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Turkey's new parliament opens as coalition nears

Turkey's recently elected assembly will begin oath-taking ceremony as deadline for forming government draws closer
Turkish lawmakers scuffle during a debate over a new bill at the Turkish parliament in Ankara, on 21 February (AFP)

Turkey's new parliament on Tuesday will hold its first session after elections in which the ruling party lost its overall majority, with the contours of a coalition government becoming clearer but far from agreed.

The results of the 7 June vote mean that Turkey is bracing for a coalition for the first time since the ruling Justice and Development Party (AKP) came to power in 2002.

The opening of the single-chamber parliament, the Grand National Assembly, is a largely ceremonial affair, with each of the 550 deputies individually swearing oath in a marathon event starting at midday GMT that risks dragging on into the early hours of the morning.

But the meeting also fires a starting shot for the parties' formal efforts to agree a coalition after an election seen as one of the more seismic events in Turkish politics in recent years.

It also starts the process to elect the new parliament speaker, with parties set to propose their candidates in the next five days.

While the AKP emerged as the largest party, the results were a blow not only to its authority but also to President Recep Tayyip Erdogan, who had been hoping the new parliament would agree on a new constitution to cement his powers.

The AKP have 258 seats in the 550-seat parliament, the Republican People's Party (CHP) 132, and the Nationalist Movement Party (MHP) and pro-Kurdish People's Democratic Party (HDP) 80 apiece.

'Avoid another election'

Turkish media reports have said that Erdogan will this week give Prime Minister and AKP leader Ahmet Davutoglu the mandate to form the new government.

Should the parties fail to form a coalition within 45 days, Erdogan can then call early elections, an option he has warned he will use should the talks fail.

"It's possible this process may take until the middle of August. I believe Turkey cannot endure such a loss of time, so I encourage the formation of a new government as soon as possible," Erdogan said on Sunday.

"But if politicians are unable to sort this out, then the people are the only recourse to resolve this," he said, referring to possible early elections.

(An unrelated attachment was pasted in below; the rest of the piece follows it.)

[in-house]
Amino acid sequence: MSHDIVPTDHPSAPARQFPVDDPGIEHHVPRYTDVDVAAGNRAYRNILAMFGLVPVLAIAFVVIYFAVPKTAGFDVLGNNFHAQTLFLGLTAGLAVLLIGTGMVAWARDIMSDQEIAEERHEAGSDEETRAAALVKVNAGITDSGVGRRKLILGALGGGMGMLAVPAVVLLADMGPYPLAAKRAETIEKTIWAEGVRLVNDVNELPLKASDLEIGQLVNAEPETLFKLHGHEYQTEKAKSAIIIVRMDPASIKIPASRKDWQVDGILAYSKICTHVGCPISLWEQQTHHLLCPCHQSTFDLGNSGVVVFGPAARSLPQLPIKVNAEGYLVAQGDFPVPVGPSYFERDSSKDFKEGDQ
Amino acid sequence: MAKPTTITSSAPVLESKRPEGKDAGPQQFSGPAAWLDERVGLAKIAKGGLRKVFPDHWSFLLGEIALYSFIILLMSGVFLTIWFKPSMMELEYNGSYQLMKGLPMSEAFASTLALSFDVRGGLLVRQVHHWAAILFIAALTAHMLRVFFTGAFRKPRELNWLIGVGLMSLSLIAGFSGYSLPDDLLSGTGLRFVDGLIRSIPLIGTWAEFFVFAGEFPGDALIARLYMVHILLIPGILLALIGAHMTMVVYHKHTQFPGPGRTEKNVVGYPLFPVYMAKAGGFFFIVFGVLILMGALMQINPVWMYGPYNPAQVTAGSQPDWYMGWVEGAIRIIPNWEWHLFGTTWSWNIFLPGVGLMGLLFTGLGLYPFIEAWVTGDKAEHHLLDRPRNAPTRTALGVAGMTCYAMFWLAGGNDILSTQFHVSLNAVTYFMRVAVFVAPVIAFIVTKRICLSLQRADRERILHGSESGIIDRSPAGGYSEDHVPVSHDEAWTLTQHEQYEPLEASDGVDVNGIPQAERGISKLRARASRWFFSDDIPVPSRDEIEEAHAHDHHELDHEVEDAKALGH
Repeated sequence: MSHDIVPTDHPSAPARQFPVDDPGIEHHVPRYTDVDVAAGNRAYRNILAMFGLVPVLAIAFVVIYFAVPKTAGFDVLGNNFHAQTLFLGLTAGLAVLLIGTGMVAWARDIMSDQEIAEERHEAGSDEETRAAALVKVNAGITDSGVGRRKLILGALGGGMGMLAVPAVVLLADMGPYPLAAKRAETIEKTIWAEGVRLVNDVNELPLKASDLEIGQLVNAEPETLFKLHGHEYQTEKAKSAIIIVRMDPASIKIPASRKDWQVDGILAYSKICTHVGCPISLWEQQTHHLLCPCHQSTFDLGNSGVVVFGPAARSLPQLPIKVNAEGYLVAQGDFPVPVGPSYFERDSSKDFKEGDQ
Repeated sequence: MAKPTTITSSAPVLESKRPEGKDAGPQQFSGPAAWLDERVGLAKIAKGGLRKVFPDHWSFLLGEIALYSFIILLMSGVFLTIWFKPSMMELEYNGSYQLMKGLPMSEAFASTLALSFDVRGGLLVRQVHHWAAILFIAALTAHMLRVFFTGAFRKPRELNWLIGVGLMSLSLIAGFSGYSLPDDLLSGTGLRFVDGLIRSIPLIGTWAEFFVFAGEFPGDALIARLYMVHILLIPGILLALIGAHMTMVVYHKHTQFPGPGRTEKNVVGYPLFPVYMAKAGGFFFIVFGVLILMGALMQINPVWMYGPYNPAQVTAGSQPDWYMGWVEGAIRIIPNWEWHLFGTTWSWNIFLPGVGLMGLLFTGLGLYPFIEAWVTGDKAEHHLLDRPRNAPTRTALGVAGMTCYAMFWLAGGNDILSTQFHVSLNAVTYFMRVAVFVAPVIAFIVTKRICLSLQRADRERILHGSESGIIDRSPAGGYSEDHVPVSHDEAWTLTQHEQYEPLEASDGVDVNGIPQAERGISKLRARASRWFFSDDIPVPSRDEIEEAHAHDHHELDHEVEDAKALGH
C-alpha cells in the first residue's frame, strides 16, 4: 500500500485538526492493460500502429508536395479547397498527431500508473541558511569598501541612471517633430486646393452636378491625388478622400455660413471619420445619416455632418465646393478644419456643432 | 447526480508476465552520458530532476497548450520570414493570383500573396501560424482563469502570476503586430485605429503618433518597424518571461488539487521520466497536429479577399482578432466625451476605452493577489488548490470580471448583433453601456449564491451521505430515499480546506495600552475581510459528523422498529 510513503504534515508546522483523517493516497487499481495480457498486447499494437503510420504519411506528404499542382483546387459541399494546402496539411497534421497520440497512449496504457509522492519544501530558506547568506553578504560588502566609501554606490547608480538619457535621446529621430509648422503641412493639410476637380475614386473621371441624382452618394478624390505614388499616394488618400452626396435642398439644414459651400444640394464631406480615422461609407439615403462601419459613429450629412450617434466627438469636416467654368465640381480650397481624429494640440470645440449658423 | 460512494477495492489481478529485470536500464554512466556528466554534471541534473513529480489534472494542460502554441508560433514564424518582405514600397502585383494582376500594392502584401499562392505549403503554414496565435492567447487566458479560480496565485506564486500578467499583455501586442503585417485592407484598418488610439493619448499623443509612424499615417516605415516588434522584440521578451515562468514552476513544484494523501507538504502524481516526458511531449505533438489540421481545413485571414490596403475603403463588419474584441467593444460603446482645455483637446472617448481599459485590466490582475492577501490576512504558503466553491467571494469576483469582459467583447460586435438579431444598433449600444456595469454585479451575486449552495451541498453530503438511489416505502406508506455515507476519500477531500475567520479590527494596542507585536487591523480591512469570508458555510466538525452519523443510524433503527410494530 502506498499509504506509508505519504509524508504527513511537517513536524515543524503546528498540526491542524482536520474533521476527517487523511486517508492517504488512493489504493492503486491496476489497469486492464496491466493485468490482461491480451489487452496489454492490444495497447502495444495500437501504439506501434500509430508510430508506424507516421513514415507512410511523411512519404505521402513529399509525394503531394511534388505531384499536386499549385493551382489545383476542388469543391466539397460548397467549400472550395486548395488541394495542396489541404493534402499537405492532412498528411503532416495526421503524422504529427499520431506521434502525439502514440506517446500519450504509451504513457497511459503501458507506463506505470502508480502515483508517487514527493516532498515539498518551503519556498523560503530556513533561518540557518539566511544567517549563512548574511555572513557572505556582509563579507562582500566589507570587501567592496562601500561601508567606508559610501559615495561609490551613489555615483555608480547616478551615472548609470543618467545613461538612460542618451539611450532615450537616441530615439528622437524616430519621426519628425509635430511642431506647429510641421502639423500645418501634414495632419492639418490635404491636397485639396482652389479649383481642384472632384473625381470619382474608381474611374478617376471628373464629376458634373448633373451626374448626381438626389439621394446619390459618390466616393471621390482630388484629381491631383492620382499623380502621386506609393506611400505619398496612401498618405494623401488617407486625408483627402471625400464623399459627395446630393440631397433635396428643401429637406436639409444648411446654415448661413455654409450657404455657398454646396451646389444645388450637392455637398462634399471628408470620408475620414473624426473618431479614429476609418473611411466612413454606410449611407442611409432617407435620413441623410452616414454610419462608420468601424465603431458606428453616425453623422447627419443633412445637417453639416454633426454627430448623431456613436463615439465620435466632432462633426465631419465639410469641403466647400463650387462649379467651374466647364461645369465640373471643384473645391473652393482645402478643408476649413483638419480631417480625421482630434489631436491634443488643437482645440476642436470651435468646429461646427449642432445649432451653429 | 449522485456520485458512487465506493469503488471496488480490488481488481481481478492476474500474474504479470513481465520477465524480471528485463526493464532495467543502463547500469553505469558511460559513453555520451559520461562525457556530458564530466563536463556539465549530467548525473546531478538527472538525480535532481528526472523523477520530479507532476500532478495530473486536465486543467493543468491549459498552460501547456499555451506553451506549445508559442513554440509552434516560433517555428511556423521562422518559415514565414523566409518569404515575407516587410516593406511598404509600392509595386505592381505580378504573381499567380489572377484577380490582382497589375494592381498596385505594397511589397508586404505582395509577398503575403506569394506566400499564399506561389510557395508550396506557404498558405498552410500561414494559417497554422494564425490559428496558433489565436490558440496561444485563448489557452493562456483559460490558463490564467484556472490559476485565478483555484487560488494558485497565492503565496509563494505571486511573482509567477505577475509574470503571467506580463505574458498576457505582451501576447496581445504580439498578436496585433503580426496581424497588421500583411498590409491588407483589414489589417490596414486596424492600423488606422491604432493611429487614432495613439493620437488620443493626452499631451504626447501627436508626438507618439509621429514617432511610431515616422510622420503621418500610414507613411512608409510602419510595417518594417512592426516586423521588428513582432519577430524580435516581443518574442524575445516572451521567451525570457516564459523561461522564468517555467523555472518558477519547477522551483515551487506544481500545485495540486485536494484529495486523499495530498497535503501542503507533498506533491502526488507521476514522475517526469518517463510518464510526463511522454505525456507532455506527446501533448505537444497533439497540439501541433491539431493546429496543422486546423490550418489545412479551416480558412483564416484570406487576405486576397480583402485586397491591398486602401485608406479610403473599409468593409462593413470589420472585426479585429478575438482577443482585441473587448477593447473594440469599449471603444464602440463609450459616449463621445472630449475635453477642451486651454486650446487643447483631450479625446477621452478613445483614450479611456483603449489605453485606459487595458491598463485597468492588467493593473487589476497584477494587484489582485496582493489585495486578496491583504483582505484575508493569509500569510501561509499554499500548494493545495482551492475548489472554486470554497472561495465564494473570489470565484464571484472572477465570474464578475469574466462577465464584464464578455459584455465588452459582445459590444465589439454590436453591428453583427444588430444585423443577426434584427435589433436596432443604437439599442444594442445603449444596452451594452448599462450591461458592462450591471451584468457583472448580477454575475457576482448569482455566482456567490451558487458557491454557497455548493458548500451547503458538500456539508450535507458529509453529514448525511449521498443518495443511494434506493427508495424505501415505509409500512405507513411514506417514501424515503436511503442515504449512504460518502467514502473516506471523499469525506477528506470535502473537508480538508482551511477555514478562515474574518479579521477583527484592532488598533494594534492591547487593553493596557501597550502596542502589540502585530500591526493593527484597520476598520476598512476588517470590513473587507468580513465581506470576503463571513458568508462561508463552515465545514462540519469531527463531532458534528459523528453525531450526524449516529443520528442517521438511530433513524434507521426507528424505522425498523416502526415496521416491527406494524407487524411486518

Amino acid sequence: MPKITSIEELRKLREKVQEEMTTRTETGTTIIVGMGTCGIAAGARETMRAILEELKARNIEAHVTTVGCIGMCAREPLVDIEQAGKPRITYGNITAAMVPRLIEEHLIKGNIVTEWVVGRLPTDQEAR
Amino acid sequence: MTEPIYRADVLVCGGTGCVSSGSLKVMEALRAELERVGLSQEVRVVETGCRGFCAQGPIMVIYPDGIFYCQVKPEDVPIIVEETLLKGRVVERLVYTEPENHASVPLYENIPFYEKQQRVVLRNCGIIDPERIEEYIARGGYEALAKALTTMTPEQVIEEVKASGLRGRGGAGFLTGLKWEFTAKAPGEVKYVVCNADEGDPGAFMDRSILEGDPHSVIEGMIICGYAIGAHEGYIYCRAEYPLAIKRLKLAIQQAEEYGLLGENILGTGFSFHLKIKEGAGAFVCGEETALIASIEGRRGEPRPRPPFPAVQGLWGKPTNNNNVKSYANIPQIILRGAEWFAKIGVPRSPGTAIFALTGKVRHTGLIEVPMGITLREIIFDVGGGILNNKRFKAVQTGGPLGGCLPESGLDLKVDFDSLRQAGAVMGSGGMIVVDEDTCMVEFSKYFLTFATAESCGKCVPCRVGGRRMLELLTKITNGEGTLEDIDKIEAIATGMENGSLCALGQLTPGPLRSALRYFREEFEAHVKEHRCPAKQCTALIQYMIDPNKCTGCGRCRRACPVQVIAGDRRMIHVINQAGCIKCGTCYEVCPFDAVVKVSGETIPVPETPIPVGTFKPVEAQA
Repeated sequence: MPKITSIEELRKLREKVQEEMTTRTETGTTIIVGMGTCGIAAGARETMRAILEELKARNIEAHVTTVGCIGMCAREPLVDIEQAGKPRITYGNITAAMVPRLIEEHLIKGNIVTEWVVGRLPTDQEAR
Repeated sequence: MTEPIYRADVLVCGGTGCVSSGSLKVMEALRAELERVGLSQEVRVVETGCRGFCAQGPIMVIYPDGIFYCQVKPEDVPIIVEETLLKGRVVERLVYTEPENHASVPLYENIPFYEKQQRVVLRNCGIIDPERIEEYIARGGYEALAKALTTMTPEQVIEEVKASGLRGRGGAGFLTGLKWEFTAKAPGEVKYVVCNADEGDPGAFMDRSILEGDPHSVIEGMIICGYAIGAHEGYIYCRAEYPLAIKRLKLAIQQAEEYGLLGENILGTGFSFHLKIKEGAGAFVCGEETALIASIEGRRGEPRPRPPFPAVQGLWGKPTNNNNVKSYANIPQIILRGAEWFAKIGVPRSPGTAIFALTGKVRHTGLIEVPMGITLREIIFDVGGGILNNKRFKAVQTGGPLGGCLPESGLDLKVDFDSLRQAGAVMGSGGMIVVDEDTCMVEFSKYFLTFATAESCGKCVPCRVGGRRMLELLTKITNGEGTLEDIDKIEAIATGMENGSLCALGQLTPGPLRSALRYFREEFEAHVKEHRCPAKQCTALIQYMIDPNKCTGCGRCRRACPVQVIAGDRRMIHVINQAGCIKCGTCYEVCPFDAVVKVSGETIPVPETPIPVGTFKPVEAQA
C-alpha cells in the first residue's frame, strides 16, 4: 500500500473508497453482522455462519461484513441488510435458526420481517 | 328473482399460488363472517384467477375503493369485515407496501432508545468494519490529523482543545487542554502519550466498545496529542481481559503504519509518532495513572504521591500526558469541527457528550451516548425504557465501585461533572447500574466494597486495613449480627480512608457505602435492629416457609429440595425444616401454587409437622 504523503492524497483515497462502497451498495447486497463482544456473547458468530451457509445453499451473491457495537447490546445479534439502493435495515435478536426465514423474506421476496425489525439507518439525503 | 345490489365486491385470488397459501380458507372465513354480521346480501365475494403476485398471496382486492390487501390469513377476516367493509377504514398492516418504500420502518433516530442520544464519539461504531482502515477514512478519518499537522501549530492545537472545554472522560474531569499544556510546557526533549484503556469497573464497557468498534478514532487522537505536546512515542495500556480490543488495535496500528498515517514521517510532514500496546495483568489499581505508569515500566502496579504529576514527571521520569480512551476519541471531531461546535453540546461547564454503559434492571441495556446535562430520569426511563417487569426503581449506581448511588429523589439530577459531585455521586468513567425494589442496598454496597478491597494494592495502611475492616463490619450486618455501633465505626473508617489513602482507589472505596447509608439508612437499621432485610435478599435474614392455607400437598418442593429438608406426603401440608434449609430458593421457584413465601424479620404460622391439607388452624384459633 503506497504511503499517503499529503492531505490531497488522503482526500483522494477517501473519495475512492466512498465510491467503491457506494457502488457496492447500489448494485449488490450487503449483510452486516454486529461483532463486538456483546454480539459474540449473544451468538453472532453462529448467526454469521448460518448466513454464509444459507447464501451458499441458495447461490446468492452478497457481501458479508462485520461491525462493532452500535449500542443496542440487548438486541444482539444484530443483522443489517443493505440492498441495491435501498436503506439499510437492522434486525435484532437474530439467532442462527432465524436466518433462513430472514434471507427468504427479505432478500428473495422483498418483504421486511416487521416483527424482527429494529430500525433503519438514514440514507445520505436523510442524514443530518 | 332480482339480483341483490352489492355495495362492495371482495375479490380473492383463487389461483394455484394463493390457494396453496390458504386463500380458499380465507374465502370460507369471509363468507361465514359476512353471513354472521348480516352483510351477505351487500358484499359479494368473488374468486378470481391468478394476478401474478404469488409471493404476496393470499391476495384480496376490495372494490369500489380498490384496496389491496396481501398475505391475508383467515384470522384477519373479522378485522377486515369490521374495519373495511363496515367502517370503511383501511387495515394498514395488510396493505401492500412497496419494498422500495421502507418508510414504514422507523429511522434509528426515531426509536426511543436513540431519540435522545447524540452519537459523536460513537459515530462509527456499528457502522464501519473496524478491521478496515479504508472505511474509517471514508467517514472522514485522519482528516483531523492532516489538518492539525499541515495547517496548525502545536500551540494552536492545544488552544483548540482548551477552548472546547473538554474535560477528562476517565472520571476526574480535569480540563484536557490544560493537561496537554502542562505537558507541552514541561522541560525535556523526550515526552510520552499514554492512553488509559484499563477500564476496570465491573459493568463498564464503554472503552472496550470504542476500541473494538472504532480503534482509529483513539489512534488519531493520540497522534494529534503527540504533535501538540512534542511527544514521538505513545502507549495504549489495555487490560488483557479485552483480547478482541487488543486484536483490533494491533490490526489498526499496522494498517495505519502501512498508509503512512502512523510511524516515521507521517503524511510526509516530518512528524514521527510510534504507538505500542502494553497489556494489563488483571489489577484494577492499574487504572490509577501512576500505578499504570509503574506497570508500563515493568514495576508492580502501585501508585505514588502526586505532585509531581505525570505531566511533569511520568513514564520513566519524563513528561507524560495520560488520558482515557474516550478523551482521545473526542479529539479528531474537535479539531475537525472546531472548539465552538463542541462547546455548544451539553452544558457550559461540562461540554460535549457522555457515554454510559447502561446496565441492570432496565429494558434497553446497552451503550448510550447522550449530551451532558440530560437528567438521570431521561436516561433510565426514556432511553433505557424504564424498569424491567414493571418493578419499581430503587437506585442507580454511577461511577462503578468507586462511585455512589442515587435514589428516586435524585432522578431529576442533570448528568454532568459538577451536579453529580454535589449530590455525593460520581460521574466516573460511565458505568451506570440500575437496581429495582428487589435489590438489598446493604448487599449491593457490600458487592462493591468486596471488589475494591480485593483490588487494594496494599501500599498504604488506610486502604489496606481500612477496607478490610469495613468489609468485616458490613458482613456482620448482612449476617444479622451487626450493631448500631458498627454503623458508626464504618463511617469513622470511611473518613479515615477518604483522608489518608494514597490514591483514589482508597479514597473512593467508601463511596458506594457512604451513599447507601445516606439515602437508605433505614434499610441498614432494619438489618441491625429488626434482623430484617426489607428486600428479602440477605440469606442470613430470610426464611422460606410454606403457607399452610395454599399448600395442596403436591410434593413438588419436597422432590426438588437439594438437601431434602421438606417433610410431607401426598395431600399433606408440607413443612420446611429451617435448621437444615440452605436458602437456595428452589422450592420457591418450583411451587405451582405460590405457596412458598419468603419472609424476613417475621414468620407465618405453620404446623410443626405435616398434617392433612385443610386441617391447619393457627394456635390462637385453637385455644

Erdogan cited the chaos engulfing neighbours Syria and Iraq to encourage the parties to form a government quickly, adding that the economy also seemed ready to accept a coalition government.

"Surrounded by a ring of fire, Turkey must stay strong to avoid harm and help its brothers, so we must quickly complete the post-election period," he said.

"Our parties and their leaders must act responsibly and avoid testing the limits of the economy's patience."

Markets wobble on uncertainty

Critics have accused the head of state of continuing to exercise his influence in parliamentary affairs despite a constitutional ban, but the strongman insists he is acting within his mandate.

"I know how to exercise my powers under the constitution quite well. I don't need orders from anyone on this," he said.

Turkish markets, which took a beating in the wake of the polls on fears of instability, will be hoping for a swift resolution to the uncertainty.

"Our thesis is that we will avoid another election and a credible coalition will be formed around mid-July," said the chief Turkey equity strategist for Renaissance Capital, Michael Harris.

AKP overtures to MHP

By far the most likely coalition option is between the AKP and the nationalist MHP, who both share a core voter base of conservatives in the centre of the country.

"Nothing is certain yet. Intentions have been announced by some but no official contact has been made," an MHP source told AFP.

The Posta newspaper claimed over the weekend that an agreement had already been reached between the MHP and AKP, with the job of foreign minister set to go to former presidential candidate and MHP MP Ekmeleddin Ihsanoglu.

Davutoglu denied that any deal had been reached but after a bruising election campaign insisted he was open to a coalition.

"Our doors are not closed, our mind is not closed, our ears are not closed, our heart is not closed," he said.

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